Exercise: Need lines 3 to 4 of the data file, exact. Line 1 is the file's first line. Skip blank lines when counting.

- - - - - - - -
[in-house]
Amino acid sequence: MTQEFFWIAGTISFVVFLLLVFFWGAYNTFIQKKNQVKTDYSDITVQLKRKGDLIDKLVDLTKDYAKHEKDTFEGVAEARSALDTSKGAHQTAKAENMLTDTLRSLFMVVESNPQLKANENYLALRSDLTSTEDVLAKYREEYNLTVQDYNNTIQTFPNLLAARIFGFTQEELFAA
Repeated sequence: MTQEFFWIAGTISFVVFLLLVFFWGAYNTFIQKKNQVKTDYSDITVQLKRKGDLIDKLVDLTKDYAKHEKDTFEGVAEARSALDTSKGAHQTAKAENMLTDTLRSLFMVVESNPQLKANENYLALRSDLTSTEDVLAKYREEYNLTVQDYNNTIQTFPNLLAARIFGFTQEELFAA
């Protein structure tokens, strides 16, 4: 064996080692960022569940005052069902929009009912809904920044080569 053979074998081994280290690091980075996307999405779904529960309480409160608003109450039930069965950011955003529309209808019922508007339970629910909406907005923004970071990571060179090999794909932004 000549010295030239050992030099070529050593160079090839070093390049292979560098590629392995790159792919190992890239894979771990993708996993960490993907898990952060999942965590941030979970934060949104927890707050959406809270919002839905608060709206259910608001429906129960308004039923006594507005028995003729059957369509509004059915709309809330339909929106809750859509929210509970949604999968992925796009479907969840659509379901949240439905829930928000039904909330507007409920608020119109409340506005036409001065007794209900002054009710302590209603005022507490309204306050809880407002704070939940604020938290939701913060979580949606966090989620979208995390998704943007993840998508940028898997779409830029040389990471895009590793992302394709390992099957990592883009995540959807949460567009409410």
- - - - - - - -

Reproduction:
Repeated sequence: MTQEFFWIAGTISFVVFLLLVFFWGAYNTFIQKKNQVKTDYSDITVQLKRKGDLIDKLVDLTKDYAKHEKDTFEGVAEARSALDTSKGAHQTAKAENMLTDTLRSLFMVVESNPQLKANENYLALRSDLTSTEDVLAKYREEYNLTVQDYNNTIQTFPNLLAARIFGFTQEELFAA
């Protein structure tokens, strides 16, 4: 064996080692960022569940005052069902929009009912809904920044080569 053979074998081994280290690091980075996307999405779904529960309480409160608003109450039930069965950011955003529309209808019922508007339970629910909406907005923004970071990571060179090999794909932004 000549010295030239050992030099070529050593160079090839070093390049292979560098590629392995790159792919190992890239894979771990993708996993960490993907898990952060999942965590941030979970934060949104927890707050959406809270919002839905608060709206259910608001429906129960308004039923006594507005028995003729059957369509509004059915709309809330339909929106809750859509929210509970949604999968992925796009479907969840659509379901949240439905829930928000039904909330507007409920608020119109409340506005036409001065007794209900002054009710302590209603005022507490309204306050809880407002704070939940604020938290939701913060979580949606966090989620979208995390998704943007993840998508940028898997779409830029040389990471895009590793992302394709390992099957990592883009995540959807949460567009409410």